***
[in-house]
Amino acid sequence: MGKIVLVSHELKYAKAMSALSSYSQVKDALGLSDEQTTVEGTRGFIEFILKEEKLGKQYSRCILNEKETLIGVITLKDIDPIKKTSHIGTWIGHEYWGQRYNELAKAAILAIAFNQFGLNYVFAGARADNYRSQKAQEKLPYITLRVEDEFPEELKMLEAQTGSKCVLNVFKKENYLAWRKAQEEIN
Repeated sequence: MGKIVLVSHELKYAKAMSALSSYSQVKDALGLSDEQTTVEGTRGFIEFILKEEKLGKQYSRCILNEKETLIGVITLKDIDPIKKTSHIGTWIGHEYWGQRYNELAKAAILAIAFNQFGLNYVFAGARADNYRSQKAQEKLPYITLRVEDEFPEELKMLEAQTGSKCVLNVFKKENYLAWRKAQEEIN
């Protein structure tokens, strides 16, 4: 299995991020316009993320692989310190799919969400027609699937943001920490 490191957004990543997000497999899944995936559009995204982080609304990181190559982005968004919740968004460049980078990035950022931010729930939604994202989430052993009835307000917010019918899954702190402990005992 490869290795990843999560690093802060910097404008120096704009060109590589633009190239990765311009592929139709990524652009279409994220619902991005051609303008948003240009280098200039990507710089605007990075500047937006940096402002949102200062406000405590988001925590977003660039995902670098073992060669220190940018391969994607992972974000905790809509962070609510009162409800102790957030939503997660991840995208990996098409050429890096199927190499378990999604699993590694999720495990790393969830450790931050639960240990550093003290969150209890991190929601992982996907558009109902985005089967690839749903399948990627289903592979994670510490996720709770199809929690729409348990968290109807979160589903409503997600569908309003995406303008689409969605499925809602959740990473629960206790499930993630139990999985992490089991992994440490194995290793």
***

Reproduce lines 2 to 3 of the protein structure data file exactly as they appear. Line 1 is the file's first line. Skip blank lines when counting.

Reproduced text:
Amino acid sequence: MGKIVLVSHELKYAKAMSALSSYSQVKDALGLSDEQTTVEGTRGFIEFILKEEKLGKQYSRCILNEKETLIGVITLKDIDPIKKTSHIGTWIGHEYWGQRYNELAKAAILAIAFNQFGLNYVFAGARADNYRSQKAQEKLPYITLRVEDEFPEELKMLEAQTGSKCVLNVFKKENYLAWRKAQEEIN
Repeated sequence: MGKIVLVSHELKYAKAMSALSSYSQVKDALGLSDEQTTVEGTRGFIEFILKEEKLGKQYSRCILNEKETLIGVITLKDIDPIKKTSHIGTWIGHEYWGQRYNELAKAAILAIAFNQFGLNYVFAGARADNYRSQKAQEKLPYITLRVEDEFPEELKMLEAQTGSKCVLNVFKKENYLAWRKAQEEIN